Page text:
by Laurianne McLaughlin

Cloud Computing: Reality Check From Early Adopters

Mar 05, 20084 mins
Data Center

Have you seen the IBM commercial where employees listening to an executive make a speech play “buzzword bingo”? It wouldn’t be so funny if it weren’t so true. And the biggest buzzword in technology right now is “the cloud.” Every vendor wants to tell me how they’re in the cloud, how they “get” the cloud, and above all, how the cloud is going to make IT’s life so much easier. The newest high-profile entrant into this game of buzzword bingo is Microsoft, with its announcement earlier this week that it will begin to offer up some of its traditional programs and services via the Internet later this year, in a hosted model. You know, via the cloud.

As I’ve noted before, the cloud is not new. The cloud is the Internet. Salesforce and the other companies who have convinced corporate IT departments to use Software as a Service already know plenty about the cloud. True, new technology jobs will move into the cloud. For example, IBM wants to help customers analyze and mash up huge data sets on the fly in the cloud. But make no mistake, it is Google that is forcing Microsoft to play this game, a scary game that impacts the sacred Microsoft ground of on-premise applications and all the server software needed to support them.

At every CIO conference I attend, I meet lots of CIOs who tell me the same thing: If I could get out from under these Microsoft Office licenses, believe me, I would. I can’t wait for Google to show me that they understand the application security that I need.

So now Microsoft will jump in and offer these customers its own hosted apps, to compete with Google. However, I believe it’s a real possibility that this Microsoft offering could fall flat on its face. Why? In order for it to succeed, Microsoft will have to make the pricing quite attractive, and just as importantly, make administration and security chores beautifully simple. Do these three key points sound like tasks that the Microsoft we have all known for years will execute well? Look at their ongoing struggles with Vista. Enough said.

Meanwhile, as you’ll need to continue to explain to colleagues inside and outside of IT that you “get” the cloud, we’ll continue to do articles that will help. See our new look at experiences from early adopters of cloud services, “Cloud Computing: Tales From the Front.” Make no mistake, buzzword-lovers and hype-spreaders: CIOs such as Doug Menefee, CIO of Schumacher Group, a Lafayette, Louisiana-based company that staffs emergency rooms for hospitals, have their feet on the ground when it comes to the cloud.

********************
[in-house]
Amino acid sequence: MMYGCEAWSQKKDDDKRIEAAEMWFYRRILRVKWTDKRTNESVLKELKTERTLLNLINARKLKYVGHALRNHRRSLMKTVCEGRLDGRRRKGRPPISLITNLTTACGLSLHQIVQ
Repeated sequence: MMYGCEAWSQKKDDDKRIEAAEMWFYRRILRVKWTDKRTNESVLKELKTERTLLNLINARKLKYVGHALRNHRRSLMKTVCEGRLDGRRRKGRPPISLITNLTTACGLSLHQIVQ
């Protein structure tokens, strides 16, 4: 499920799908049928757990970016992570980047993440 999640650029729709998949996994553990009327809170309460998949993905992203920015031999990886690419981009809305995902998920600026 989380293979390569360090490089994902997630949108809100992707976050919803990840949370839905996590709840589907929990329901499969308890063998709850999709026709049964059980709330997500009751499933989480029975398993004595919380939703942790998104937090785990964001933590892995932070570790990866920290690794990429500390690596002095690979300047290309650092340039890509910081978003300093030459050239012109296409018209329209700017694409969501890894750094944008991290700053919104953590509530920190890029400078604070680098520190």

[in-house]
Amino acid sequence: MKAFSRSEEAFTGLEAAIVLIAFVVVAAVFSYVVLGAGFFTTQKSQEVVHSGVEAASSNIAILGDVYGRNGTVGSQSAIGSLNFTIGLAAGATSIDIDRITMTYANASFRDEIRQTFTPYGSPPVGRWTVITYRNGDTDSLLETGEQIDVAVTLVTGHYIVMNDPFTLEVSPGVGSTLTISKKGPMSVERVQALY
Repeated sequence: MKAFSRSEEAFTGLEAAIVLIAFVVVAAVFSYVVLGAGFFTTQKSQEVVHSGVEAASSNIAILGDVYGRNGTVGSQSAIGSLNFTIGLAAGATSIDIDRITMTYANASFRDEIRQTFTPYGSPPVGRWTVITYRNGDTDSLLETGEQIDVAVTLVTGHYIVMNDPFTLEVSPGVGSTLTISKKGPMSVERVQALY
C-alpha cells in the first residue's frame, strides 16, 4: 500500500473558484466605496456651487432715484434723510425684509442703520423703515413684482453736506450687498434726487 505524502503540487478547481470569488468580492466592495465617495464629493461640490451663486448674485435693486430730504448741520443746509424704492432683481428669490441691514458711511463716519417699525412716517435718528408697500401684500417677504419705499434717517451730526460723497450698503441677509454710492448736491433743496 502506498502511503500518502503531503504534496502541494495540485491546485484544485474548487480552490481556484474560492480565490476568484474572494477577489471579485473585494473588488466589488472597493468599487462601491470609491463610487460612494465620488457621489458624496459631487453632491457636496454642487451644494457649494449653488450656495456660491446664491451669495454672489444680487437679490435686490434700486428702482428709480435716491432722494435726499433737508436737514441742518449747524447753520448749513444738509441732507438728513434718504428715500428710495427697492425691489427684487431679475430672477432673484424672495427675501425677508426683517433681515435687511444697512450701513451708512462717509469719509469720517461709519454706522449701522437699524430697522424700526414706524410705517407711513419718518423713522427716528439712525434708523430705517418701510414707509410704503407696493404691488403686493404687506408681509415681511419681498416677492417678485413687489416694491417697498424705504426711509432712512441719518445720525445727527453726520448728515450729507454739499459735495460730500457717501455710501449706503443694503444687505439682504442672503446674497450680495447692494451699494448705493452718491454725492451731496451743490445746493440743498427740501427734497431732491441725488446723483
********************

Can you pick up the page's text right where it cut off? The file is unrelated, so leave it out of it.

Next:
As Menefee told the story’s author, Bill Snyder, running some of Schumacher’s applications outside the datacenter solves some problems. He combined a custom application with a CRM application to handle thousands of contracts among his company, hospitals and doctors. As the story notes: “Those moves, which involved about half of the company’s IT infrastructure, avoided the expense of his hiring an additional three to five full-time IT staffers, at a cost of $40,000 to $80,000 a year, plus a large outlay for additional hardware.”

But, he says, his datacenter won’t disappear entirely into the cloud. He has application latency and security concerns, plus a legacy billing system that’s definitely not a fit for the cloud.

Maybe you’re wondering, is he really in “the cloud”? “There’s a lot of gray area around that term (cloud computing),” Menefee says. “But for me, the idea of us using an infrastructure that isn’t our own, that is managed outside makes it a cloud. But I’m not looking to be part of a trend. I find a problem and look for a solution.”

Bingo. Veteran CIOs like Menefee will selectively tap into the cloud, but won’t be fooled by buzz.